Caesarean section (C-section) is a surgical procedure to deliver a baby through incisions made in the mother’s abdomen and uterus.
What you need to know about Caesarean section
Delivery by C-section is planned beforehand if you develop complications during your pregnancy, or you’ve had an earlier delivery through Caesarean section, or are opting for it by choice. However, C-section may also be required as an emergency procedure if complications develop on the day of delivery, and the doctor considers it to be a safer option than a vaginal delivery for you and your baby. Your doctor may recommend Caesarean section to you in one of the following situations:
- Stalled labour, when your labour isn’t progressing despite strong contractions.
- Your baby’s condition: A C-section will be considered if your baby is in an abnormal position with feet positioned towards the birth canal first or is placed sideways, or when you are carrying multiple babies. Changes in your baby’s heartbeat or lack of oxygen supply to baby might also prompt a C-section.
- Your health condition: Your doctor will recommend C-section if you suffer from unstable heart condition, infection that could get transmitted to the baby at time of delivery, or if you’ve previously had a C-section. A C-section is safer in situations when the placenta detaches itself from your uterus even before labour begins or places itself over the cervix opening, or if the umbilical cord slips through the cervix ahead of the baby.
What are the known complications in Caesarean section?
A Caesarean section is a commonly conducted surgical procedure. It is the most commonly performed surgery in the United States, and one-third of all pregnant women undergo C-section at time of delivery. However, like all major surgeries, there are risks involved.
Risks to you include:
- Infection and inflammation of uterus lining: Known as endometritis, this can cause fever, uterine pain and foul smelling vaginal discharge.
- Increased bleeding: More blood is lost during delivery by C-section as compared to vaginal birth.
- Blood clots: You are at a greater risk of developing blood clots in the pelvic region and legs. The situation can become life threatening if the clot travels to lungs, leading to a condition known as pulmonary embolism. Frequent walking post the surgery can help prevent it.
- Increased risks in future pregnancies: All subsequent pregnancies carry an increased risk towards uterine rupture, an emergency condition, which is why a repeat Caesarean is offered in all future deliveries. The uterus ruptures along the scar line of previous C-section. You may also face the problem of placenta sticking to the uterus.
- Reaction to anaesthesia: Reactions to anaesthesia used during epidural or spinal blocks include severe headaches when you sit upright. These may continue for some weeks after the delivery.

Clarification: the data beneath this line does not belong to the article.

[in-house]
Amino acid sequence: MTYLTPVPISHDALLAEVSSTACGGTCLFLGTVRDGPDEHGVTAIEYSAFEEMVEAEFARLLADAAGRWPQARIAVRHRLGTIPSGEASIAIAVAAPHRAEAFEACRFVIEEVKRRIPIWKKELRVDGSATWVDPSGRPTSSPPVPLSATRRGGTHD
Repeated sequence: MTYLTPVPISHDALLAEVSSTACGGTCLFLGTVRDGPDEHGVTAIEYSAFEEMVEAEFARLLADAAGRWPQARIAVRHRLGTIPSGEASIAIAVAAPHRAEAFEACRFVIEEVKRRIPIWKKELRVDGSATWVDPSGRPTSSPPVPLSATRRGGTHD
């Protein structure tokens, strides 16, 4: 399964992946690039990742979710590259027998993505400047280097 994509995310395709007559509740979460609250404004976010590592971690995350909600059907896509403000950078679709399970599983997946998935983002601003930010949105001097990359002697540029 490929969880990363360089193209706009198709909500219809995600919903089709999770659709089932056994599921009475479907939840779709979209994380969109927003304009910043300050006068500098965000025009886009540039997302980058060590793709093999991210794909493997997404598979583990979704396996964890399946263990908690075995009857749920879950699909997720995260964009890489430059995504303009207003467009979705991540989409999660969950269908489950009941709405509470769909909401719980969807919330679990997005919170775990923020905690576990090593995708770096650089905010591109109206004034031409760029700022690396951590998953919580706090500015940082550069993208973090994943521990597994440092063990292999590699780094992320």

- Surgical injury and wounds: Injuries to nearby organs like the bladder are rare, but can happen. An additional surgery will be required to treat these injuries. It is also possible to develop an infection around the site of incision.
Risks to the baby include:
- Breathing problems: Babies delivered by C-section are more prone to developing abnormal fast breathing in the first few days after birth.
- Surgical injury: Accidental nicks may occur on the baby’s skin at the time of delivery.
What precautions or steps are necessary to stay healthy and happy post a Caesarean section delivery?
A Caesarean section delivery requires extra care and caution as compared to a vaginal birth. Allow four to six weeks for the C-section incision to heal. Some level of discomfort and fatigue for the mother commonly accompanies the recovery process.
What are the dietary and physical activity requirements during the course of recovery?
Your doctor may prescribe pain medications like ibuprofen and acetaminophen, which are safe for you while you breast feed your baby. Drink lot of fluids to prevent constipation and reduce the risk to urinary tract infections.
What are the concerns over repeat C-sections?
Three caesarean section deliveries are considered safe after your first surgery, but each repeat C-section is also considered to be more complicated than the last, especially if you have internal scars or scar tissues that are adhered to the uterus. Repeat caesarean sections pose the following risks:
- Heavy bleeding and uterus removal: Though heavy bleeding is associated with any C-section procedure, the risk of losing more blood increases with the number of repeat C-sections. Hysterectomy or the removal of uterus becomes a necessity to prevent further blood loss.
- Problem with placenta: Every subsequent C-sections exposes you to the risk of developing complications such as a deeper and firmer implantation of placenta or the covering of the cervix opening by the placenta.
- Weak uterine wall: Every incision into your uterine walls weakens it for future pregnancies.
- Injury to bladder: The scar tissue from a previous C-section may join the bladder and uterus, making the bladder more prone to injuries in subsequent C-section deliveries.
How can you prevent Caesarean section from taking place?
Learn more about labour and birth during your pregnancy. A C-section may not the better option if your concern is restricted to the size of the baby in ultrasound or fear of labour pains. Avoid epidural analgesia if possible as it delays labour. Inducing labour increases the chances of delivery by C- section. Talk to your health care provider to understand the various aspects of your baby’s delivery.